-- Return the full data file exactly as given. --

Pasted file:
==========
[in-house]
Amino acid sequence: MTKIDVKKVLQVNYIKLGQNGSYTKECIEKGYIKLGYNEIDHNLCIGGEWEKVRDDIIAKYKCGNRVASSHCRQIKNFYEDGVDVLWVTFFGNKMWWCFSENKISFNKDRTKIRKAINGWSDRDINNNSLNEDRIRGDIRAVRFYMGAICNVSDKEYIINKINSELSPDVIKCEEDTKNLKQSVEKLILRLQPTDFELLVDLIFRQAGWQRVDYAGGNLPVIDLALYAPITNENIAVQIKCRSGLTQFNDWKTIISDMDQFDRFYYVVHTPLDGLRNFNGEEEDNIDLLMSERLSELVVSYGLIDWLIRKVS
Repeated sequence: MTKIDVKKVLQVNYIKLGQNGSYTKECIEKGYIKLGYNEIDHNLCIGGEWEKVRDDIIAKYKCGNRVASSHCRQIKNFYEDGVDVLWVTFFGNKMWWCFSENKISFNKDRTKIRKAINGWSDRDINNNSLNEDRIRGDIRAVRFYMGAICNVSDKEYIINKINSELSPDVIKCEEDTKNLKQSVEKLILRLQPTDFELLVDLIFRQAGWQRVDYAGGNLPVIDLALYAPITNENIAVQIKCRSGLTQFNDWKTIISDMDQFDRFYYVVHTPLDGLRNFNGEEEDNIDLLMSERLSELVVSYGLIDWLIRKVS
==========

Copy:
[in-house]
Amino acid sequence: MTKIDVKKVLQVNYIKLGQNGSYTKECIEKGYIKLGYNEIDHNLCIGGEWEKVRDDIIAKYKCGNRVASSHCRQIKNFYEDGVDVLWVTFFGNKMWWCFSENKISFNKDRTKIRKAINGWSDRDINNNSLNEDRIRGDIRAVRFYMGAICNVSDKEYIINKINSELSPDVIKCEEDTKNLKQSVEKLILRLQPTDFELLVDLIFRQAGWQRVDYAGGNLPVIDLALYAPITNENIAVQIKCRSGLTQFNDWKTIISDMDQFDRFYYVVHTPLDGLRNFNGEEEDNIDLLMSERLSELVVSYGLIDWLIRKVS
Repeated sequence: MTKIDVKKVLQVNYIKLGQNGSYTKECIEKGYIKLGYNEIDHNLCIGGEWEKVRDDIIAKYKCGNRVASSHCRQIKNFYEDGVDVLWVTFFGNKMWWCFSENKISFNKDRTKIRKAINGWSDRDINNNSLNEDRIRGDIRAVRFYMGAICNVSDKEYIINKINSELSPDVIKCEEDTKNLKQSVEKLILRLQPTDFELLVDLIFRQAGWQRVDYAGGNLPVIDLALYAPITNENIAVQIKCRSGLTQFNDWKTIISDMDQFDRFYYVVHTPLDGLRNFNGEEEDNIDLLMSERLSELVVSYGLIDWLIRKVS